Lavoisier , Antoine Laurent
(1743–1794) French chemist
Lavoisier is regarded as the founder of modern chemistry. Born in Paris, he studied both law and science, but after graduating concentrated his attention on science. He invested his money in a private tax-collecting company, the Ferme Générale, and thereby became rich enough to build a large and well-equipped laboratory. He then proceeded to study combustion.
During the 18th century combustible matter was thought to contain a substance called phlogiston, which was released when combustion took place. This theory, which was developed by Georg Stahl, had one obvious flaw; substances frequently increase in weight as a result of combustion. Lavoisier performed a number of experiments in which he burned phosphorus, lead, and other elements in closed containers; he noted that the weight of the container and its contents did not increase though that of the solid did. In 1772 he recorded his observations that phosphorus and sulfur burn with a gain in weight caused by their combination with air. In 1774 he discovered that when a calx (oxide) was heated with charcoal (carbon) the gas produced was the ‘fixed air’ found by Joseph Black. This suggested that the element was combining with air. Soon after this, Lavoisier was visited by Joseph Priestley in Paris. Priestley had recently discovered that mercury(II) oxide gives off a gas when heated, leaving behind mercury. Priestley called the gas ‘dephlogisticated air’. Lavoisier repeated Priestley's experiments and, by 1778, had convinced himself of the existence in the air of a gas that combines with substances during combustion and is the same gas as that given off by heating mercury(II) oxide. Lavoisier named the gas ‘oxygine’ from the Greek ‘acid producing’ – he held the erroneous belief that all acids contain oxygen. He further recognized the existence of a second, inert, gas in the air – ‘azote’ (named from the Greek ‘no life’ and later renamed nitrogen). In 1783 he explained the formation of water from hydrogen and oxygen, work that led to a controversy involving Henry Cavendish. Lavoisier then went on to study respiration and deduced that oxygen is essential to animal life.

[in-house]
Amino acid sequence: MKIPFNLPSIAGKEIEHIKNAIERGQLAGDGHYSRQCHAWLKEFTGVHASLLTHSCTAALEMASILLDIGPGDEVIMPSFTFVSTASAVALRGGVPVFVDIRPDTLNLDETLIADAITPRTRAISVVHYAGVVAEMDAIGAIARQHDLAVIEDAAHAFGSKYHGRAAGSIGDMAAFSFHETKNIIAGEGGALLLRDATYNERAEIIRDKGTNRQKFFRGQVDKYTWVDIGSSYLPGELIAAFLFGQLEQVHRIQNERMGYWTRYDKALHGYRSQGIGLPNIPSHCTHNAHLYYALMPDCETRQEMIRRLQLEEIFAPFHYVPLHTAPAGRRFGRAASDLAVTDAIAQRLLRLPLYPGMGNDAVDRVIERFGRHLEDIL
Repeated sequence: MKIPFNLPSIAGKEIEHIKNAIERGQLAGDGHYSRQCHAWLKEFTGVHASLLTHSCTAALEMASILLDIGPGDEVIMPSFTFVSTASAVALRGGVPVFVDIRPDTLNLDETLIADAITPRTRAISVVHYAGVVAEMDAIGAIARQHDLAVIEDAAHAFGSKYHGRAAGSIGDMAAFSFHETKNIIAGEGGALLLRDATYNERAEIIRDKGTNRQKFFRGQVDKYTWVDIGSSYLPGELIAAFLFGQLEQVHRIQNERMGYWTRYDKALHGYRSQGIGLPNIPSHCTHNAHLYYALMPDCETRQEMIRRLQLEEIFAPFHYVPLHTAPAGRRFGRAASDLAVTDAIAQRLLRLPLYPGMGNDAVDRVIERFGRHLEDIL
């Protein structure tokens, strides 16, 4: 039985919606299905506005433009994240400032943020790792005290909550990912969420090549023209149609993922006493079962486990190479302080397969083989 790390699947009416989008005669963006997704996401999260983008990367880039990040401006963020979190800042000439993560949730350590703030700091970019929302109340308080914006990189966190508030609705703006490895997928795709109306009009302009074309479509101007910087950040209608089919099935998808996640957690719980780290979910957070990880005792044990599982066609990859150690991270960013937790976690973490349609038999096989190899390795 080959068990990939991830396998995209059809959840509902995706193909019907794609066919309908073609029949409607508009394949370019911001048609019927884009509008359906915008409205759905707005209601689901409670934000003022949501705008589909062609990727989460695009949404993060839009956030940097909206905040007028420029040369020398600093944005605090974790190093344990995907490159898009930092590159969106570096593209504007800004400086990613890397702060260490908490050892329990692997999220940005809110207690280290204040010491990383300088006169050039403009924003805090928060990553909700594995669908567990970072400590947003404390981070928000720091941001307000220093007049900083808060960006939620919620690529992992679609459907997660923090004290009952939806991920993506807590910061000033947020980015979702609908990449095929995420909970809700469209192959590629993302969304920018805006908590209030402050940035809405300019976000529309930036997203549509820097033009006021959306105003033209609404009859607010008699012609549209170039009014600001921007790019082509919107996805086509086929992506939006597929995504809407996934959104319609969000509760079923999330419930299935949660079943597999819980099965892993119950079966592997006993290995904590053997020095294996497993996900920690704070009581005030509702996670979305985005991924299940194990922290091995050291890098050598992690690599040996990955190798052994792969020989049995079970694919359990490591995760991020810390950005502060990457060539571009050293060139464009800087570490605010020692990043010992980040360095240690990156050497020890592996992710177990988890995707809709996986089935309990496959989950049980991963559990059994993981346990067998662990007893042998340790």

In 1783 he collaborated with Claude Berthollet, Antoine François de Fourcroy and L.B. Guyton de Morveau in publishing Méthode de nomenclature chimique (System of Chemical Nomanclature), which proposed new names for the elements. In 1789 he published Traité élémentaire de chimie (Elementary Treatise on Chemistry) – an influential work summarizing his ideas and stating the law of conservation of mass. The book also contained a list of the known elements, although this included light and heat (caloric).
In 1771 Lavoisier married the attractive and talented fourteen-year-old Marie Anne Pierrette Paulze (1758–1836), the daughter of a wealthy tax-farmer. Marie Lavoisier had studied under the painter David and had learned English and Latin. Her skills as a draftswoman are evident in the thirteen pages of copperplate illustrations accompanying her husband's Traité and signed “Paulze Lavoisier sculpsit”. She translated a number of important texts including Richard Kirwan's Essay on Phlogiston (1784). It is also clear that Madame Lavoisier actually worked with her husband in his laboratory and there is a celebrated painting by David dating from about 1788 showing them so occupied. The nature of the collaboration, however, remains unclear. Her last service for her husband was to collect and publish his Mémoires de chemie (1803, 2 vols.; Memoirs of Chemistry).
Lavoisier became, in 1775, director of the government powder mills and as such considerably improved the production of gunpowder. He also made contributions to agriculture and demonstrated the advantages of scientific farming on a model farm at Fréchines. He was a member of the commission, appointed in 1790, that eventually led to the adoption of the metric system in France.
Tragically Lavoisier's involvement with the tax-gathering company was to prove his downfall. In the 1790s France was in the middle of a protracted revolution and, in 1794, Paris was ruled by a radical group of republicans – the Jacobins – who ruthlessly executed thousands of alleged opponents of the revolution. Among these were included the tax gatherers and Lavoisier, despite his work for the state, was tried as a farmer of taxes, found guilty, and guillotined in Paris.

Scientists. . 2011.

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